Processing in a hot-water bath destroys microorganisms that would cause preserves to spoil. This involves filling hot sterilized jars with hot preserves, sealing with a rubberized lid, and securing with a screw band. The sealed jars are placed in a rack in a deep canning kettle with enough water to cover the tops by one inch, and "processed" for a set time until heated sufficiently.

Any large stockpot will suffice for canning, and if you don't have a rack for the bottom you can substitute extra screw bands in the bottom of the pot to keep the glass jars from resting directly against the heat.

To get started, I clear off and wipe my cluttered kitchen counters. I lay down a few clean dish towels on the counter where the jars will land once processed. I gather my clean jars, bands, and new lids.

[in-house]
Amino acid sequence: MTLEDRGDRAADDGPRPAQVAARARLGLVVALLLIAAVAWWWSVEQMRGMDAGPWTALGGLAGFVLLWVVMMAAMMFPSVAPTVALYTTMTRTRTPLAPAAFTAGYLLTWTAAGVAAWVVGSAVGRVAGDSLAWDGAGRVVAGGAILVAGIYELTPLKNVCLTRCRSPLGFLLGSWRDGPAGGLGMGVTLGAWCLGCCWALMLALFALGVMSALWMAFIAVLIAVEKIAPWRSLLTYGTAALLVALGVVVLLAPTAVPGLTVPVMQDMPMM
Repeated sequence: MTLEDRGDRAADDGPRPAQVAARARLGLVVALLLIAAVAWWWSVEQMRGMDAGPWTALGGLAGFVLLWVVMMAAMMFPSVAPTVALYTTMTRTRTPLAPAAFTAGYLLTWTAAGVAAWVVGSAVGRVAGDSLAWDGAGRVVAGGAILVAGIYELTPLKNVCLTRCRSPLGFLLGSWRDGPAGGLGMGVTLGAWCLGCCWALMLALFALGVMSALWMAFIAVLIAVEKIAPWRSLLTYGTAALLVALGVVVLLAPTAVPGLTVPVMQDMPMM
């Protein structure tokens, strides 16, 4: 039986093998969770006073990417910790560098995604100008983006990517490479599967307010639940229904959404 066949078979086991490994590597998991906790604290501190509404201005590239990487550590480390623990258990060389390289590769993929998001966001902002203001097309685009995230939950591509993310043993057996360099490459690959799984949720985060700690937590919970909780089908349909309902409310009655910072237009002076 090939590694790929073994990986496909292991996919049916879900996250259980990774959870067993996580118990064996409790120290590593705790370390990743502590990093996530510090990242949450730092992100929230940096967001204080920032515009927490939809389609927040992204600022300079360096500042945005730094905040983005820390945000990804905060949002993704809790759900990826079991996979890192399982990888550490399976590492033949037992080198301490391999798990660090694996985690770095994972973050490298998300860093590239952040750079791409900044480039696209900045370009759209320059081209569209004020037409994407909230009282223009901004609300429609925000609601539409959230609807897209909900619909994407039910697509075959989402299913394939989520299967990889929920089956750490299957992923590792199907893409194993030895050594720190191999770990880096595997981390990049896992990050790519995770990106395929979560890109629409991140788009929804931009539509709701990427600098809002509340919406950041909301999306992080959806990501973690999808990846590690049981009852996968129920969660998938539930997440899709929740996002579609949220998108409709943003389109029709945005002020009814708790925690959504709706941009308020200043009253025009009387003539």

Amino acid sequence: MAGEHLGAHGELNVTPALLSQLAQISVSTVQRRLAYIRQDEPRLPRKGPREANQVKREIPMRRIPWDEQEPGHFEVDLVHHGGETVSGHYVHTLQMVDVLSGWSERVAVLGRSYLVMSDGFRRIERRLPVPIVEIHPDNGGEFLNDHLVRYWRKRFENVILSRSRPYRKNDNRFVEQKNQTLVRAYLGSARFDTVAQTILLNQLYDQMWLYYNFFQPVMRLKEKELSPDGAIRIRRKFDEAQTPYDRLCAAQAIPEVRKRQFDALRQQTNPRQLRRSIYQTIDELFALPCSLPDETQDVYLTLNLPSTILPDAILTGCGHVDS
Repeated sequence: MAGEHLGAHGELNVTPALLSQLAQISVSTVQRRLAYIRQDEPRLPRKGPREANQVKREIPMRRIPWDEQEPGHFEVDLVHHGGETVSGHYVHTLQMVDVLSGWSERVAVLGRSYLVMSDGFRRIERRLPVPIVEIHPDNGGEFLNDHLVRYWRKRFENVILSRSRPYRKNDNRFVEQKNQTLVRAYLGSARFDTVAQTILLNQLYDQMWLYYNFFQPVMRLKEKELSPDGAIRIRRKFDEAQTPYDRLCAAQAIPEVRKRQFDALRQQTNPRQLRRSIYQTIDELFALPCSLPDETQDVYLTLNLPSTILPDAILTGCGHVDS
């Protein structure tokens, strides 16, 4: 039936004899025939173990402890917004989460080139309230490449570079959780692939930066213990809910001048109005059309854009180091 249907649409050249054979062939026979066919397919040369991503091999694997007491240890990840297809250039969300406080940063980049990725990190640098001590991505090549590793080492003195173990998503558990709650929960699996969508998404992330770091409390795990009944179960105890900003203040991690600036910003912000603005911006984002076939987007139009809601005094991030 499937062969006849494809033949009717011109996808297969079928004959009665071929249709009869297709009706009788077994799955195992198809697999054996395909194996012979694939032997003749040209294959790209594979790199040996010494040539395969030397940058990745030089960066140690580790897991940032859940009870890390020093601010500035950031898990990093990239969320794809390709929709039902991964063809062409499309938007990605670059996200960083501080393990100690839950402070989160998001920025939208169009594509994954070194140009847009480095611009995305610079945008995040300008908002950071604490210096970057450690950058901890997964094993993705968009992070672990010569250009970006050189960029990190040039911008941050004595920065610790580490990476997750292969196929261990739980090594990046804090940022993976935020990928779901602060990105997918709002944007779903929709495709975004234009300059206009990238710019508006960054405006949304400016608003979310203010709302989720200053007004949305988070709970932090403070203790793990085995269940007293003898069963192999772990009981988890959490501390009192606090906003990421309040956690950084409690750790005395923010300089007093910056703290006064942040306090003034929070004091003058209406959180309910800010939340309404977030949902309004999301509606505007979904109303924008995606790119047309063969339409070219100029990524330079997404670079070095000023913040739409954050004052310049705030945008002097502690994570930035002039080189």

I often use my dishwasher to clean and heat the jars before filling. If I time it right, the jars can be hot out of the dishwasher; if not, I place the freshly washed jars face up in a 250-degree oven while the jam is cooking, so they will be hot. Another option is to put the jars, lids, and bands in their hot-water bath pot to heat and sterilize.